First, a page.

Kenya has good internet service providers. Many hotels and lodges offer email and internet services. In most towns, there are plenty of private business centres and cyber-cafes offering email and internet access.
The electricity supply in Kenya is 220/240 v 50hz. Plugs are 3 point square. If you are planning to bring a video camera charger or any other electrical device, please bring voltage and plug adaptors where appropriate. Most large hotels and some game lodges provide shaving points with
Flying Doctors Society
Membership of the Flying Doctors Society is strongly recommended. In event of accident or sickness while on safari, the society will fly patients by air ambulance to Nairobi for admittance to hospital.
Drinking water from the tap must be considered risky. Hotels and lodges usually furnish safe water in a thermos flask in guest rooms. Bottled mineral water is available in every hotel and supermarkets.
The multicultural nature of the population is reflected in the international cuisine and any dietary needs are easily accommodated.
Normal precautions as in any other destination worldwide should be taken. Visitors are advised not to leave cash and valuables in their hotel rooms but to make use of safe deposit boxes and safes. One should never carry large sums in cash and women should keep a tight grip on handbags in crowds or busy streets. Jewelry snatching is quite common in city streets.
As in all major cities walking alone or in small groups at night should be considered a hazard and avoided. Reliable taxis are available at all the principal hotels. Taking photographs at airports, near military installations, of policeman, the president, the national flag, the State House, state lodges, soldiers, prisons and prisoners etc., is prohibited. Before photographing local people, permission should be obtained and a fixed price agreed. Seek the assistance of your driver/guide in this matter.
Opening hours and Shopping
Major stores, tourist services, offices and museums open from 8.00 am to 5.00 pm in large towns though offices often break for lunch. In rural areas and out in the bush small shops can be open at almost any hour. Souvenirs to take back home can include wood and soap stone sculptures and carvings, ciondos (sisal baskets), beadwork and tribal regalia, masks, textiles and gemstones set in unique jewellery pieces.
Tipping and Porterage
Although hotels and lodges include a service charge, it is customary to tip porters, waiters, taxi drivers and safari drivers/guides.
January 01 (New Year)
April (Good Friday and Easter Monday)
May 01 (Labour Day)
June 01 (Madaraka Day)
October 10 (Moi Day)
October 20 (Kenyatta Day)
December 12 (Independence Day)
December 25 (Christmas Day)
December 26 (Boxing Day)
Idd ul Fitr (The Muslim festival)
Common Swahili Phrases
A Few Words and Phrases in Swahili
Swahili is a language that may have originated thousands of years ago as a traders’ language to promote international commerce. The correct word to describe the language is actually Kiswahili. Swahili is basically a mixture of Bantu and Arabic but there are also words in Swahili that have been derived from English, German and Portuguese. Although it is the most widely spoken language in East Africa and along with English, an official language of Kenya, Swahili is not a first language for most people. In addition to Swahili and English, most also speak one or more tribal languages.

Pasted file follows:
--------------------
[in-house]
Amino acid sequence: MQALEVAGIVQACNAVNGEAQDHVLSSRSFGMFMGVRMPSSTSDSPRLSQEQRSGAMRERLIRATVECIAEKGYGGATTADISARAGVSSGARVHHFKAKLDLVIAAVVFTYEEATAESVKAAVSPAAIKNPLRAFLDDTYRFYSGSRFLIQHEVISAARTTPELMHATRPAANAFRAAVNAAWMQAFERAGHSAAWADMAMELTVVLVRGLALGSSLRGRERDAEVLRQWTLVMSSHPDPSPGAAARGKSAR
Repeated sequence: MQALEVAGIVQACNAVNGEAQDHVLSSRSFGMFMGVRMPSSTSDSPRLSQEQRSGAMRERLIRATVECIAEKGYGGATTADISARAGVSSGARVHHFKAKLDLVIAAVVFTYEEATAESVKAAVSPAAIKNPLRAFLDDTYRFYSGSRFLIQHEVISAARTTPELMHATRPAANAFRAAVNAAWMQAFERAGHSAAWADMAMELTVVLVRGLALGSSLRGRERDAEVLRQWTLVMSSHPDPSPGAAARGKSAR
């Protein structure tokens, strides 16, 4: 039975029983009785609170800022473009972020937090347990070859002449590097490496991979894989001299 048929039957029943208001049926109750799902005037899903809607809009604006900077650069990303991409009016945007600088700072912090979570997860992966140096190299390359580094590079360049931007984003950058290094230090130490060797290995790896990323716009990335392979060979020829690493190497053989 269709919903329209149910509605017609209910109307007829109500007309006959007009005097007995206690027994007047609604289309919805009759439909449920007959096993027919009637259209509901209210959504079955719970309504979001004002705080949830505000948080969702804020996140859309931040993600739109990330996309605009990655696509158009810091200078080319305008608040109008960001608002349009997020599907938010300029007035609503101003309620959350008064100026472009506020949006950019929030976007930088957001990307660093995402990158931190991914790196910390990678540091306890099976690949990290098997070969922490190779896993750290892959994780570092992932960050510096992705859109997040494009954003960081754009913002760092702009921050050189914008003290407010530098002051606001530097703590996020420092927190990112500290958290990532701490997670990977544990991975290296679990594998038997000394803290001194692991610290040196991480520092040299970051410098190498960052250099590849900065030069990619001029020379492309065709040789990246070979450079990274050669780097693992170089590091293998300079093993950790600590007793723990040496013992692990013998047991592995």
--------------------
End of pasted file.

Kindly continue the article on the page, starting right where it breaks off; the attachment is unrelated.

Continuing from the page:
Swahili is a relatively easy language to learn. Every letter in a word is pronounced, and the accent is always on the second-to-the-last syllable. For example, asante (thank you) is pronounced “ah-SAN-tay.” Several Swahili words begin with the letter N followed by a consonant. The N is pronounced briefly, not as “Na,” but more like an abbreviated “in.” Try saying “No” very slowly and stop before saying the whole word. Notice the “n” sound you make, and that is the pronunciation in Swahili. For example, “yes” in Swahili is ndiyo, pronounced “n-DEE-o.” Here are some common words and phrases in Swahili:
Hello? – Hujambo?
How are you? – Habari?
I am well (good, fine) – Mzuri?
Very much – Sana
Goodbye – Kwaheri
Hotel – Hoteli
Room – Chumba
Bed – Kitanda
Food – Chakula
Coffee – Kahawa
Beer – Pombe
Cold – Baridi
Warm – Moto
Hot – Moto sana
Tea – Chai
Water – Maji
Meat – Nyama
Fish – Samaki
Bread – Mkate
Bad – Mbaya
Today – Leo
Tomorrow – Kesho
Now – Sawa
Quickly – Upesi
Slowly – Polepole
Hospital – Hospitali
Police – Polisi
Street/road – Barabara
Airport – Uwanja wa ndege
Shop – Duka
Money – Pesa
Mister – Bwana
Mrs. – Bibi
Miss – Bi
I – Mimi
You – Wewe
He, She – Yeye
We – Sisi
They – Wao
What? – Nini?
Who? – Nani?
Where? (place) – Mahali gani?
Where? (direction) – Wapi?
When? – Lini?
How? – Namna gani?
Why? – Kwa nini?
Which? – Ipi?
Yes – Ndio
No – Hapana
To eat – Kula
To drink – Kunywa
To go – Kwenda
To stop – Kusimama
One – Moja
Two – Mbili
Three – Tatu
Four – Nne
Five – Tano
Six – Sita
Seven – Saba
Eigh – Nane
Nine – Tisa
Ten – Kumi
Phrases commonly used
Where is the hotel? – Hoteli iko wapi?
Good morning? – Habari ya asubuhi?
Good afternoon? – Habari ya mchana?
Good evening? – Habari ya jioni?
You’re welcome – Karibu, Una karibishwa
Where do you come from? – Umetoka wapi?
I come from… – Nimetoka…
What is your name? – Jina lako ni?
My name is… – Jina langu ni…
Can you speak Swahili? – Unaweza kuongea Kiswahili?
Only a little – Kidogo tu
Where are you going? – Unakwenda wapi?
I am going – Nakwenda
How much? – Pesa ngapi?
Wait a minute – Ngoja kidogo
Excuse me – Samahani
Where is the toilet? – Choo kiko wapi?
Where can I get a drink? – Naweza kupata kinywaji wapi?
One cup of… – Kikombe kimoja cha…